Campus Goes for the Green in National RecycleMania Collegiate Competition
||Assembling recycling bins that will be used during RecycleMania are, from left, Ryan Kintz, the acting Associated Students recycling program coordinator; Jill Richardson and Katie Maynard, campus sustainability coordinators; and Eli Krispi, student representative on the chancellor’s sustainability committee.
By George Foulsham
Forget about the BCS, and the debate over who should be the NCAA football champion. For UC Santa Barbara’s sustainability team, winning the RecycleMania national title is an exciting goal for the Gaucho family in 2009.
For the first time ever, UCSB will be competing in RecycleMania, a 10-week contest in which universities and colleges around the country will get down and dirty to compare their trash and recycling rates.
The university’s Office of Sustainability and Ryan Kintz, the acting Associated Students recycling program coordinator, are guiding the campus’s strategy for the contest, which starts Jan. 18 and ends March 28.
“Our goal for this competition is to increase the awareness of the current recycling programs we already have on campus,” Kintz said. “We want to have a fair and friendly competition — but we do want to win.”
RecycleMania is actually five contests in one, and UCSB will enter all five. The categories are:Grand Champion: Trash and recycled items are documented over 10 weeks, and that number is divided by the campus population — including students, faculty, and staff — to determine a campus’s recycling rate as a percentage of its overall waste generation.
Stephen K. Gaski Per Capita Classic: the largest combined amount of paper, cardboard, bottles and cans per person. Waste Minimization: the least amount of municipal solid waste (both recyclables and trash) per person. Gorilla Prize: the highest gross tonnage of municipal solid waste (both recyclables and trash). Targeted Materials: four targeted material categories including Paper, Corrugated Cardboard, Bottles and Cans, and Food Service Organics. UCSB will compete in the office paper category.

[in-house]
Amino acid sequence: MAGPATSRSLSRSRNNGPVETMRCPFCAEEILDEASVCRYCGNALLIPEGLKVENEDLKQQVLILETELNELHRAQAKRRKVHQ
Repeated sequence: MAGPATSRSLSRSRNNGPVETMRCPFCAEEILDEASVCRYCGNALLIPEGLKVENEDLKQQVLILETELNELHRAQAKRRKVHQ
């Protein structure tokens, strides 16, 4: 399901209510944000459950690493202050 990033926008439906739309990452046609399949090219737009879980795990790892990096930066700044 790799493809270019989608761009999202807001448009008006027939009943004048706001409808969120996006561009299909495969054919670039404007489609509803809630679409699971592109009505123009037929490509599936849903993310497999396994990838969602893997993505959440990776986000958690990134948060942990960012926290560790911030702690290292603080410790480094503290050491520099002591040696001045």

The winning campuses will be awarded a trophy for each category, and receive special recognition during the NCAA Final Four basketball tournament April 4-6 in Detroit.
UCSB’s current recycling programs will play a starring role in the competition, Kintz said. The outdoor recycling clusters and the indoor office recycling, including the comingled recycling at all residence halls, will remain in place. Students, faculty, and staff will see additional recycle bins scattered around campus, especially in high-traffic areas such as the University Center and the area between Davidson Library and the Arbor.
In addition, there will be more outreach education about recycling and sustainability. Associated Students will have tables set up at the UCen to provide information about the recycling and other sustainability programs at UCSB.
Sustainability groups at UCSB have also put together an impressive list of special events during the 10-week contest. They include a concert at the Hub in the UCen, on Jan. 24; a Surplus Lab Flea Market, Jan. 21; a Sustainability Fund-Raiser at Giovanni’s Pizza, Feb. 6; film shows; composting workshops; zero waste workshops; and a RecycleMania Fun Run and Beach cleanup, March 1. For a full list of events scheduled at UCSB during RecycleMania, go to <http://www.as.ucsb.edu/asr/pages/recyclemania.php>
“Our goal is to increase recycling on campus, but we also want to raise awareness about what we’re using and reusing and then get the campus to 100 percent recycling by 2020,” Kintz said. “The UCOP sustainability goal is: 75 percent by 2012, and 100 percent by 2020. We were at 65 percent last year, so hopefully we’ll be at 100 percent before 2020.”
While the competition is designed to get everyone at colleges and universities to think more about recycling and their own impact on the environment, it’s also an attempt to change behavior.
“Though recycling is important, waste reduction is the primary behavior we are targeting during RecycleMania,” said Jill Richardson, campus sustainability coordinator.
“Our hope is that once people get the hang of reducing their waste, it will carry over into reduction in their energy and water use, as well. Modifying behaviors that reduce resource consumption will ultimately help the UCSB campus during these tough economic times.”